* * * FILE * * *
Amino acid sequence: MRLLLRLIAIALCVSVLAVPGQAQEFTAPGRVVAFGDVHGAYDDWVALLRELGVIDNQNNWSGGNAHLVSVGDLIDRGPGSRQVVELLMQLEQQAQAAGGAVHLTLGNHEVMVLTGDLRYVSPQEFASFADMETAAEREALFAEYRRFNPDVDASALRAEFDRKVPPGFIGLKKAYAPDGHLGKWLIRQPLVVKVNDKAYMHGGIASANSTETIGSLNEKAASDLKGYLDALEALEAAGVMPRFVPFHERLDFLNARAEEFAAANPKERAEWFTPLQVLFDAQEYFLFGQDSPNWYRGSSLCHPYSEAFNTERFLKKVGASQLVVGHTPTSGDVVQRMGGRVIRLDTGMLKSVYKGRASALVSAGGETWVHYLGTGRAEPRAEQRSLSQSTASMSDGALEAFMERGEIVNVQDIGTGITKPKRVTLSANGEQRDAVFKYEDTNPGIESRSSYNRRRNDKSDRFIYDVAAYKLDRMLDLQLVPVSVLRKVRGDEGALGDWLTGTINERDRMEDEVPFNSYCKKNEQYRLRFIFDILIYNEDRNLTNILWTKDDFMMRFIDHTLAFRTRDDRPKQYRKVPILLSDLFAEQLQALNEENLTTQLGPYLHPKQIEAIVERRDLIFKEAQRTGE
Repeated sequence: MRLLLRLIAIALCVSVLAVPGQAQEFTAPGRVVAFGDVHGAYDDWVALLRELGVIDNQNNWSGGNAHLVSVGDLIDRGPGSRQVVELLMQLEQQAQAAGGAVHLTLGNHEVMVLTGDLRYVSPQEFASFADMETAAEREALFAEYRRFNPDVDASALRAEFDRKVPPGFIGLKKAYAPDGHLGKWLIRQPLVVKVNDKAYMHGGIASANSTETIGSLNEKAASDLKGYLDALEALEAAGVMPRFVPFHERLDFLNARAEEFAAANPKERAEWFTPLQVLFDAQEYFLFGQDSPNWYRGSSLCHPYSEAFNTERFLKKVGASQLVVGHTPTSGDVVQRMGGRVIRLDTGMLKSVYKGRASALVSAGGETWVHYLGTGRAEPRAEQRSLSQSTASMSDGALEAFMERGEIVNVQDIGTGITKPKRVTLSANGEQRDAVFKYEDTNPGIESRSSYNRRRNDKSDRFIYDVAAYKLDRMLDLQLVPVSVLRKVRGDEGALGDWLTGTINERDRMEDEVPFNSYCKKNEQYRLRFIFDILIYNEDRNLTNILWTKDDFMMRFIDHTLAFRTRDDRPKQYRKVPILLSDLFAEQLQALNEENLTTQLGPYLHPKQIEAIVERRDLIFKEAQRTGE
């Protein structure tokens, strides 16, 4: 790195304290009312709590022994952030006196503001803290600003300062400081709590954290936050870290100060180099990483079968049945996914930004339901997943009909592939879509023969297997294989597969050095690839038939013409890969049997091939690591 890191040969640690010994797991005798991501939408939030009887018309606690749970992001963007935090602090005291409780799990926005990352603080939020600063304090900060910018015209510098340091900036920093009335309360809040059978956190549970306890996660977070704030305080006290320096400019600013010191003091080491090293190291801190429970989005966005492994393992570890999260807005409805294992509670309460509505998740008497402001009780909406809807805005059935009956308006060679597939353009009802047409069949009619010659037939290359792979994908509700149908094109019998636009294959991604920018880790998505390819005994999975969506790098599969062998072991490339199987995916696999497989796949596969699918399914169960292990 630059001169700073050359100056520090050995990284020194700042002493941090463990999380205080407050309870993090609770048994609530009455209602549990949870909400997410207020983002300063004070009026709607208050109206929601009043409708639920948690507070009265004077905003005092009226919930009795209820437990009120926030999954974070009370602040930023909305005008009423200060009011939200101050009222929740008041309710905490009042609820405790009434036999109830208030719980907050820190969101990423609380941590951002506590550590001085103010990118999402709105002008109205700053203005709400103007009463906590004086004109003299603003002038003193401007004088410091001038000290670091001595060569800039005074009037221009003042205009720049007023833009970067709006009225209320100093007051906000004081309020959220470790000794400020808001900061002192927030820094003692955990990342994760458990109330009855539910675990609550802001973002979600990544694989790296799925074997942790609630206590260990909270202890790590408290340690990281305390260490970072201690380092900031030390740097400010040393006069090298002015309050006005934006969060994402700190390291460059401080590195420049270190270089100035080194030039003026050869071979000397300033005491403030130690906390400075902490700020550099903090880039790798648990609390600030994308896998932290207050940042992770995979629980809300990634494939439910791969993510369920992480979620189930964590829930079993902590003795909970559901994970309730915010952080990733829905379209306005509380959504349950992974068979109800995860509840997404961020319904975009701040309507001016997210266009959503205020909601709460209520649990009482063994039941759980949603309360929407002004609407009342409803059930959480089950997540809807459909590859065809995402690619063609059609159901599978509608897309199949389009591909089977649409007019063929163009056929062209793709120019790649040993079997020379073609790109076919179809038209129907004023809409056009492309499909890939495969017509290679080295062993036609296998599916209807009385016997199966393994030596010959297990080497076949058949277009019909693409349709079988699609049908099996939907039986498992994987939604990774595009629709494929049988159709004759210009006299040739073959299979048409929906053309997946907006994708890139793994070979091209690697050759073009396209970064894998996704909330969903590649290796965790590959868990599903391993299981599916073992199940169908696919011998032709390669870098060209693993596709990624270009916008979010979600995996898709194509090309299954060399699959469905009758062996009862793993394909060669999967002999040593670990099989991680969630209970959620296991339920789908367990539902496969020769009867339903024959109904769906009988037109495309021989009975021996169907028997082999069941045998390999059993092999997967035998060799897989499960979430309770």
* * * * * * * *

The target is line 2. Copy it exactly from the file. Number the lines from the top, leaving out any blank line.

Repeated sequence: MRLLLRLIAIALCVSVLAVPGQAQEFTAPGRVVAFGDVHGAYDDWVALLRELGVIDNQNNWSGGNAHLVSVGDLIDRGPGSRQVVELLMQLEQQAQAAGGAVHLTLGNHEVMVLTGDLRYVSPQEFASFADMETAAEREALFAEYRRFNPDVDASALRAEFDRKVPPGFIGLKKAYAPDGHLGKWLIRQPLVVKVNDKAYMHGGIASANSTETIGSLNEKAASDLKGYLDALEALEAAGVMPRFVPFHERLDFLNARAEEFAAANPKERAEWFTPLQVLFDAQEYFLFGQDSPNWYRGSSLCHPYSEAFNTERFLKKVGASQLVVGHTPTSGDVVQRMGGRVIRLDTGMLKSVYKGRASALVSAGGETWVHYLGTGRAEPRAEQRSLSQSTASMSDGALEAFMERGEIVNVQDIGTGITKPKRVTLSANGEQRDAVFKYEDTNPGIESRSSYNRRRNDKSDRFIYDVAAYKLDRMLDLQLVPVSVLRKVRGDEGALGDWLTGTINERDRMEDEVPFNSYCKKNEQYRLRFIFDILIYNEDRNLTNILWTKDDFMMRFIDHTLAFRTRDDRPKQYRKVPILLSDLFAEQLQALNEENLTTQLGPYLHPKQIEAIVERRDLIFKEAQRTGE